Voices

©Tristram Kenton

Given that opera has so many different facets, taking time to reflect on how and why an experience resonated probably makes for better copy.

The top line message is undobutedly the strength of the voices. Right across the cast too Elizabeth Llewellyn’s smooth edged sonorities driven by unwavering support, kept close to the orchestral line. This created a solidity to the music-making that meant the fascinating score in itself held my attention.

Lewellyn’s voice combined with David Junghoon Kim (Rodolfo) made for some breathtaking duets – powerful expressions of love burnished with gold.

Similarly, bass Soloman Howard (Wurm) could have stood on stage and sung all night and I would have applauded like a mad thing. Like Llewellyn he sings with a consistent through-line, finished off with a warm tone and gratifyingly clear articulation.

Casting

©Tristram Kenton

What I appreciated most was how the casting challenged my assumptions.

It’s a difficult point to raise without running the risk of falling into a pit of diversity-related errors. There was a moment when the diverse casting spanning one family, and the seemingly unlikely-ness of the Rodolfo-Luisa pairing made me question the motivation casting.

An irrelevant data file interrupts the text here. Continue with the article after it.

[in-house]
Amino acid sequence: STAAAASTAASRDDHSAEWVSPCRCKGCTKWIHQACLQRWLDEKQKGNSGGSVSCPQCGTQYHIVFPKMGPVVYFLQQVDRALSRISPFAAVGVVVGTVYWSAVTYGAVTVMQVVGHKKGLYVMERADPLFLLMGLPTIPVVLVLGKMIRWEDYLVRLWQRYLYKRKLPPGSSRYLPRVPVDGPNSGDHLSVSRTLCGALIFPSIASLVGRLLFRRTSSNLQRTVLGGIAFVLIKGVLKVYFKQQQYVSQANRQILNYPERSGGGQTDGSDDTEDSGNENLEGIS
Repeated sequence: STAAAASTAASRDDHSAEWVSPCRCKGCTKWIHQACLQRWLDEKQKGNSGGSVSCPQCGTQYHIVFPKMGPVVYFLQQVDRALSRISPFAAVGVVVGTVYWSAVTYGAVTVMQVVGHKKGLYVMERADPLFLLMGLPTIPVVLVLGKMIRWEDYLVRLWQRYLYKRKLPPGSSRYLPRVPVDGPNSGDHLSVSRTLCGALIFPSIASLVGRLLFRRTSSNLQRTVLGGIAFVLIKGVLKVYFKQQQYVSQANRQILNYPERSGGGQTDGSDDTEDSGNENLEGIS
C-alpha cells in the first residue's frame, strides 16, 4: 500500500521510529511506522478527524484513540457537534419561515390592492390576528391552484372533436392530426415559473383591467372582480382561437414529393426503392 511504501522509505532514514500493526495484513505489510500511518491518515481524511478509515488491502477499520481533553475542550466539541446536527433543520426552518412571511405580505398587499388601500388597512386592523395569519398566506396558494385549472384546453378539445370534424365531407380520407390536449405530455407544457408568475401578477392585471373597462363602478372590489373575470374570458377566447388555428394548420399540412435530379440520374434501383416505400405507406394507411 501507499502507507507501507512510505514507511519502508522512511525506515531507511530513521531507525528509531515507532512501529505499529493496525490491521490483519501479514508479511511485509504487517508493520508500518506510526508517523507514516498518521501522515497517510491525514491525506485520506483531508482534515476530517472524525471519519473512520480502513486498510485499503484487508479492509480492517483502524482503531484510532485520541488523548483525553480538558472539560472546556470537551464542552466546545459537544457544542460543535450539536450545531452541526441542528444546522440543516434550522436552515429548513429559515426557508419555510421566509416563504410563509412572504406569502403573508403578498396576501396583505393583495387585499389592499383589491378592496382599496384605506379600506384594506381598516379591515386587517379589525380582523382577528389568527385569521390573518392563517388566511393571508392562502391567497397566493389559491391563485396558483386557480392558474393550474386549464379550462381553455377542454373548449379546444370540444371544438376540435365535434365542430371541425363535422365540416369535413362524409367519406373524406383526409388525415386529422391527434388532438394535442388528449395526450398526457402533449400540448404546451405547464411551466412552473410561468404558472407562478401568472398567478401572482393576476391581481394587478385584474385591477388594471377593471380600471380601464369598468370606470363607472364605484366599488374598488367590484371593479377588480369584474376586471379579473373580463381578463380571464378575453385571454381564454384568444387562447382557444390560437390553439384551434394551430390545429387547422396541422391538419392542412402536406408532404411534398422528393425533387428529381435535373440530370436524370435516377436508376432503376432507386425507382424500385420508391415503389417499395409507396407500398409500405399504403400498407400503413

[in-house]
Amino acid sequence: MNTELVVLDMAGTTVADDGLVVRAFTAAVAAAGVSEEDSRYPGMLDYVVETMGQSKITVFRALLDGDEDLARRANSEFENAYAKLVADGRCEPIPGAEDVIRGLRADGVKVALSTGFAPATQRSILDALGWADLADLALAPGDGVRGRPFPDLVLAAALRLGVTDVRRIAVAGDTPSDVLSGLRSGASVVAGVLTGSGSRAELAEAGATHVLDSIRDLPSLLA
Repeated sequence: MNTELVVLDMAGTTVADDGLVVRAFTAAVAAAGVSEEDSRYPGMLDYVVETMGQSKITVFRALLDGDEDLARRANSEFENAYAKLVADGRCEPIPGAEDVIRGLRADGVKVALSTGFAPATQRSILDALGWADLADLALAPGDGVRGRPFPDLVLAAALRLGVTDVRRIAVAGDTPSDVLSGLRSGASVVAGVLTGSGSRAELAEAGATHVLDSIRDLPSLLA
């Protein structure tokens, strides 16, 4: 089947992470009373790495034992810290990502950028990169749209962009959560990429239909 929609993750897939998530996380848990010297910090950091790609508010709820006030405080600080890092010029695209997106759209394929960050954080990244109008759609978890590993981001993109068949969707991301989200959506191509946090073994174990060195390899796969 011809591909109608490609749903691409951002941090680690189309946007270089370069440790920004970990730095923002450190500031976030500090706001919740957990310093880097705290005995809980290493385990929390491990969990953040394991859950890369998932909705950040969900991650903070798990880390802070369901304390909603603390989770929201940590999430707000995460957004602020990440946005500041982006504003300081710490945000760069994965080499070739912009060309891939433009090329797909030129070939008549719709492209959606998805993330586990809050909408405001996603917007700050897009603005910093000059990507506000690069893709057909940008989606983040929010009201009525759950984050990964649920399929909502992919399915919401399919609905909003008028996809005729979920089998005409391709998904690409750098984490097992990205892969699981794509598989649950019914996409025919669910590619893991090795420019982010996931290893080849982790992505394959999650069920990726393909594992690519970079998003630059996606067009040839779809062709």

Beyond that, Luisa and Rodolfo seemed less plausible than …. what?

That was when I began to identify what my assumptions were about casting. In short, I assumed I would have more obvious or overt visual cues as to the class divide between the characters. What I saw instead was (perhaps) a more international representation of divisions between race? And I appreciated being made to think about that.

Deeper appreciation of the score

During the production, identifying the assumption had another unexpected consequence: it prompted me to look beyond what I saw on stage and immerse myself more in the music and reflect on how that supported the storytelling.

This triggered a deeper appreciation of what was going on in the orchestra pit, and what surprised me the most where that was concerned were the unusual orchestral textures Verdi had created. To date, Verdi with all of his gilt edge, flamboyance and seeming sentimentality, was somebody I wanted to avoid. Now on the basis of Luisa Miller’s score I want to explore it further.

The set

©Tristram Kenton

There was a downside.

I wasn’t entirely convinced about the set. I liked its modernist feel. I really appreciated the house used in a variety of different permutations. I liked the inventiveness of the black ink seeping down the scenic backdrop during the third act. And I really responded to the movement in scene changes.

But this modernist feel demanded less distraction on the surface of the stage. It was the ‘mess’ on the stage which distracted my eye. Odd bits of direction too resulting in groups of dancers moving in different parts of the stage whilst action was going on elsewhere, also created a distraction. And whilst I appreciate that the daubing on the backdrops was important to the ongoing narrative, truth be told I did in the end find it a bit annoying after a while. Gratuitous maybe? I’m not quite sure.